By the way, there was a reason Dean didn't wait until high school graduation to propose. He didn't like to think about her "out there with those football heroes -"

Dorothy cut in. "I didn't like that kind of guy."

"Good," he quipped. "'Cause you didn't get one."

"I got the right one."

Trevor Noah: The calm in the storm

By Jessica M. Goldstein
Trevor Noah: The calm in the storm

NEW YORK - Trevor Noah bounds into a bright, skylit conference room at "The Daily Show" offices in Manhattan wearing a black Nike T-shirt and a headset mic, like he's a pop star, or maybe a SoulCycle instructor. It's the first full day of arguments at President Donald Trump's impeachment trial, plus it's Bagel Tuesday, so, big morning all around for everyone here at Comedy Central's flagship fake-news program.

Forty or so writers, producers and correspondents (plus a handful of dogs) fill the room, forming a notably diverse group - though there is still a healthy smattering of white dudes, even a lone conservative. Later, Noah explains that his work to diversify the staff is not "zero-sum." Grinning, he promises: "I'm not going to fire white guys."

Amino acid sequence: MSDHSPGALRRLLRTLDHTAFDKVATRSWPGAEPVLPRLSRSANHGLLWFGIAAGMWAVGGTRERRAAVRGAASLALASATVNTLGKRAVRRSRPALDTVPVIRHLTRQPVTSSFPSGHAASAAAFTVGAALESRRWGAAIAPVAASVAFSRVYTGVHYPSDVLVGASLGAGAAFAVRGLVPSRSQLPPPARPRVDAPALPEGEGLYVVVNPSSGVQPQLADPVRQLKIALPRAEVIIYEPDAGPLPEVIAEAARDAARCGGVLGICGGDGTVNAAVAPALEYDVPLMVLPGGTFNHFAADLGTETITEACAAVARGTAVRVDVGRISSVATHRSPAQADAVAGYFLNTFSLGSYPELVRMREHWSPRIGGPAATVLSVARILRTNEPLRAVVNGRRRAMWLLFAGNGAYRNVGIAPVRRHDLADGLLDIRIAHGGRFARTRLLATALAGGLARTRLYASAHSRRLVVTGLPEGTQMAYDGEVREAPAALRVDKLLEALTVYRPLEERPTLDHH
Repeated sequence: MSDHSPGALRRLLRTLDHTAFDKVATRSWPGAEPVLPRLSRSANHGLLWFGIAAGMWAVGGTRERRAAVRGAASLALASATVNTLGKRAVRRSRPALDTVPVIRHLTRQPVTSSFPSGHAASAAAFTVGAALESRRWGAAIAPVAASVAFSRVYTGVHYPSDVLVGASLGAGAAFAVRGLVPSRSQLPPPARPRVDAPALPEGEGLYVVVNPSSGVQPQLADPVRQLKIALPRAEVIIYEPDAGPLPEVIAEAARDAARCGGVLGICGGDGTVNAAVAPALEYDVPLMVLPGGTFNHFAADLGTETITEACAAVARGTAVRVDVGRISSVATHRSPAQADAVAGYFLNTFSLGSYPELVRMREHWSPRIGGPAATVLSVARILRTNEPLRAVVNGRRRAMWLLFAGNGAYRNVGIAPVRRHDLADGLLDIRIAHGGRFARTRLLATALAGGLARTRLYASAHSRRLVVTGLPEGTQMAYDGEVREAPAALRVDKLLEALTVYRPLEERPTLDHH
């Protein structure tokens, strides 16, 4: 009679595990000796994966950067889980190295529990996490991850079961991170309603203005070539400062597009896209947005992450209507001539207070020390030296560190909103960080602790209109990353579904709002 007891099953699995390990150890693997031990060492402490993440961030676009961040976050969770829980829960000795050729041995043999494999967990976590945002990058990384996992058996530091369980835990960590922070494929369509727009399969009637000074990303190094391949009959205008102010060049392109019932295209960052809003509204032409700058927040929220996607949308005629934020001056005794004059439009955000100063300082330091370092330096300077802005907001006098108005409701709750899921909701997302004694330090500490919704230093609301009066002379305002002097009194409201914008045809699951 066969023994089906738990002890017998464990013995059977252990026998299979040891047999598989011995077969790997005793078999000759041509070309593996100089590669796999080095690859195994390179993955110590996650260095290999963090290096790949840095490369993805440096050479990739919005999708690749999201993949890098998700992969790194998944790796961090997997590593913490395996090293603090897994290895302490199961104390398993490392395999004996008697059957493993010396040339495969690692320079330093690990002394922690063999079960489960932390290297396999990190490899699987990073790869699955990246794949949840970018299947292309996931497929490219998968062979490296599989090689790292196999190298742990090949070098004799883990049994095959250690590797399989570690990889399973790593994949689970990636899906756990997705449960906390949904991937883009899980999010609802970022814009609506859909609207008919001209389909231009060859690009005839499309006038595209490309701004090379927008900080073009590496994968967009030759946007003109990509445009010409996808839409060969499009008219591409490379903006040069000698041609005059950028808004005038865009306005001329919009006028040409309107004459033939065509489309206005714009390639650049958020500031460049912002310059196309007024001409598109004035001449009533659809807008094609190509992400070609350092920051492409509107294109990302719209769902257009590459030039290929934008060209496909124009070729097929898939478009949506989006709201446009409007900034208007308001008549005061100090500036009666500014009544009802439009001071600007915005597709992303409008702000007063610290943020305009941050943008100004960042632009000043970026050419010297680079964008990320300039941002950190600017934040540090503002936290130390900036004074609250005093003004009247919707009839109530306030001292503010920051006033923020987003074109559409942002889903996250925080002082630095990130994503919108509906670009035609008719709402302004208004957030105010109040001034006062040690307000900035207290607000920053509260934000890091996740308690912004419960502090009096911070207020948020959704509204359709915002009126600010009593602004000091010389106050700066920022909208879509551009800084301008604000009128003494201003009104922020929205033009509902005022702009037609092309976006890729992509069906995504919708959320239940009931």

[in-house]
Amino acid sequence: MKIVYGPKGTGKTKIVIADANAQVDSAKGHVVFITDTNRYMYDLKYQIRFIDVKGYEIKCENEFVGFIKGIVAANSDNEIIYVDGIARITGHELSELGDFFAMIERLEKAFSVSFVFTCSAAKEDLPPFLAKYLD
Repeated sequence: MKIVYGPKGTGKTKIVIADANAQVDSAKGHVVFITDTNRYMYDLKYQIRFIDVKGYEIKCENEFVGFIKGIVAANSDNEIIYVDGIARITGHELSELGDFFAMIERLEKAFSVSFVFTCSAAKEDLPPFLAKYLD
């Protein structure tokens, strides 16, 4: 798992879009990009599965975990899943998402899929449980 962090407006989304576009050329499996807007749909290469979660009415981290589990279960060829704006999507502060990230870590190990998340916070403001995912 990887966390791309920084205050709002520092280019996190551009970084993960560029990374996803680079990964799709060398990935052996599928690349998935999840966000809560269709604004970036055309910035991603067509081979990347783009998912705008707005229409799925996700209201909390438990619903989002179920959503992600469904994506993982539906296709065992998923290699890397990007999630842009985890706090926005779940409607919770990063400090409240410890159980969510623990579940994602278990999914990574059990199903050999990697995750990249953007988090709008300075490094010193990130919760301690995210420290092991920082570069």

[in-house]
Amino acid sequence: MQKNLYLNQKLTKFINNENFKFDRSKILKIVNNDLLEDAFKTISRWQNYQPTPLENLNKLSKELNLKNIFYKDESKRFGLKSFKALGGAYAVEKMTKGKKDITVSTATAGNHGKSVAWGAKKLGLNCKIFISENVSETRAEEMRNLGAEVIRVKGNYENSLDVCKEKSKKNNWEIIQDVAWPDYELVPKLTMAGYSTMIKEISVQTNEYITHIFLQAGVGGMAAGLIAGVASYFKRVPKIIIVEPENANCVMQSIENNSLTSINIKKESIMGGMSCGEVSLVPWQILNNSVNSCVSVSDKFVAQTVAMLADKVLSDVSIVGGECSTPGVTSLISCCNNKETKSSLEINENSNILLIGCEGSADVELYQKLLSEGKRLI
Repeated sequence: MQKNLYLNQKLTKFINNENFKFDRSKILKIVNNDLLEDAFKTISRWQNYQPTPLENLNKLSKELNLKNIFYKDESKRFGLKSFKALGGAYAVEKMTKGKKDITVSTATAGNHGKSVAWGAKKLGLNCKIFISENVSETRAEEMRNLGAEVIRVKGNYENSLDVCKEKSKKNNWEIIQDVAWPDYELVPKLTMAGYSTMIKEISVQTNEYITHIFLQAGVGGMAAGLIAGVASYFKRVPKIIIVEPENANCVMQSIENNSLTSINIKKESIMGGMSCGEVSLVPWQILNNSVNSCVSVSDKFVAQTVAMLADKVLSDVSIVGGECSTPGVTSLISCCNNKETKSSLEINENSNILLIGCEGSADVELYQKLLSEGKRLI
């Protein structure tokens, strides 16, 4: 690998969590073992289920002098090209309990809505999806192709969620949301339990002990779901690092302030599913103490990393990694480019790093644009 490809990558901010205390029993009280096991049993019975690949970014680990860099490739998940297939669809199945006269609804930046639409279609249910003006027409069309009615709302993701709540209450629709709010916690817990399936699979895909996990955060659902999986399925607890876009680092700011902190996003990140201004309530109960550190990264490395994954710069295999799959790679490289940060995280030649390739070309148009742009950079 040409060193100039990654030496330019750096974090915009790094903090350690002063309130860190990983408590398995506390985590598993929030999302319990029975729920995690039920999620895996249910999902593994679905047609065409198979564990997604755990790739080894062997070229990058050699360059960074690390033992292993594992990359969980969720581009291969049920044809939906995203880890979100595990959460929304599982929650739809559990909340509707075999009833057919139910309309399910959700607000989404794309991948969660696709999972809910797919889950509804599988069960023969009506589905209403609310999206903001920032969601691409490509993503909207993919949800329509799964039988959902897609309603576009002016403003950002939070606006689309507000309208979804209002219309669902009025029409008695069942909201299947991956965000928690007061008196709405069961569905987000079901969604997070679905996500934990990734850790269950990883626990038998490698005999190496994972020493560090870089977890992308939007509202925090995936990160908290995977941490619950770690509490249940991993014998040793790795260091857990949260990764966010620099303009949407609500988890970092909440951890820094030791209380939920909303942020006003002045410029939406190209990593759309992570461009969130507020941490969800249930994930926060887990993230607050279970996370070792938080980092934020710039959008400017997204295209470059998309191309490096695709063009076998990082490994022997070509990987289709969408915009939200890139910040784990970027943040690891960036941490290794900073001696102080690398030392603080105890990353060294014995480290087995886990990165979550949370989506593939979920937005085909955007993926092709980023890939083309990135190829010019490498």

Co-executive producer Justin Melkmann queues up news clips and they are met with Alan Dershowitz giving quite the creative explanation for why, in 1998, he asserted that the president did not have to commit a crime to be impeached but now he is arguing the opposite side. "I wasn't wrong then," Dershowitz said on CNN. "I'm just much more correct right now."

It's a classic Trump-era comedy trap: How do you satirize something that is thoroughly absurd upon arrival?